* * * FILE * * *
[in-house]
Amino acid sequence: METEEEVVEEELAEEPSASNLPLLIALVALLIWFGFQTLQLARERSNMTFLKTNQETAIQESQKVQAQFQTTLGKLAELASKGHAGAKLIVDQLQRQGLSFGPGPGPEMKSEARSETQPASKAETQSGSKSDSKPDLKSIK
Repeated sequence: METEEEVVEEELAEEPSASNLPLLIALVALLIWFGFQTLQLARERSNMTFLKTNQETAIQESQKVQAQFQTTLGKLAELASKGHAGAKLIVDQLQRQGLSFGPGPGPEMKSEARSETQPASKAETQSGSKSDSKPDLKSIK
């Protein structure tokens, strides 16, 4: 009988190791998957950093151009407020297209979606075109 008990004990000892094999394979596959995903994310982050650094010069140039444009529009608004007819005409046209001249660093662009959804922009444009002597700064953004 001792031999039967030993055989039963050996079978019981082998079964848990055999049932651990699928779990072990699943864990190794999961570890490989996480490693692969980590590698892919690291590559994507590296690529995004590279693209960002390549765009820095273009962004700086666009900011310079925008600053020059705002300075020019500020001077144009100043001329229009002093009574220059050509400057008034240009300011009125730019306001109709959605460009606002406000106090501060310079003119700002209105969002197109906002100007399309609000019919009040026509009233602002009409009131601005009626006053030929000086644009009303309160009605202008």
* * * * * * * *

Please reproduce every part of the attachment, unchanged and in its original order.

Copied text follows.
[in-house]
Amino acid sequence: METEEEVVEEELAEEPSASNLPLLIALVALLIWFGFQTLQLARERSNMTFLKTNQETAIQESQKVQAQFQTTLGKLAELASKGHAGAKLIVDQLQRQGLSFGPGPGPEMKSEARSETQPASKAETQSGSKSDSKPDLKSIK
Repeated sequence: METEEEVVEEELAEEPSASNLPLLIALVALLIWFGFQTLQLARERSNMTFLKTNQETAIQESQKVQAQFQTTLGKLAELASKGHAGAKLIVDQLQRQGLSFGPGPGPEMKSEARSETQPASKAETQSGSKSDSKPDLKSIK
């Protein structure tokens, strides 16, 4: 009988190791998957950093151009407020297209979606075109 008990004990000892094999394979596959995903994310982050650094010069140039444009529009608004007819005409046209001249660093662009959804922009444009002597700064953004 001792031999039967030993055989039963050996079978019981082998079964848990055999049932651990699928779990072990699943864990190794999961570890490989996480490693692969980590590698892919690291590559994507590296690529995004590279693209960002390549765009820095273009962004700086666009900011310079925008600053020059705002300075020019500020001077144009100043001329229009002093009574220059050509400057008034240009300011009125730019306001109709959605460009606002406000106090501060310079003119700002209105969002197109906002100007399309609000019919009040026509009233602002009409009131601005009626006053030929000086644009009303309160009605202008």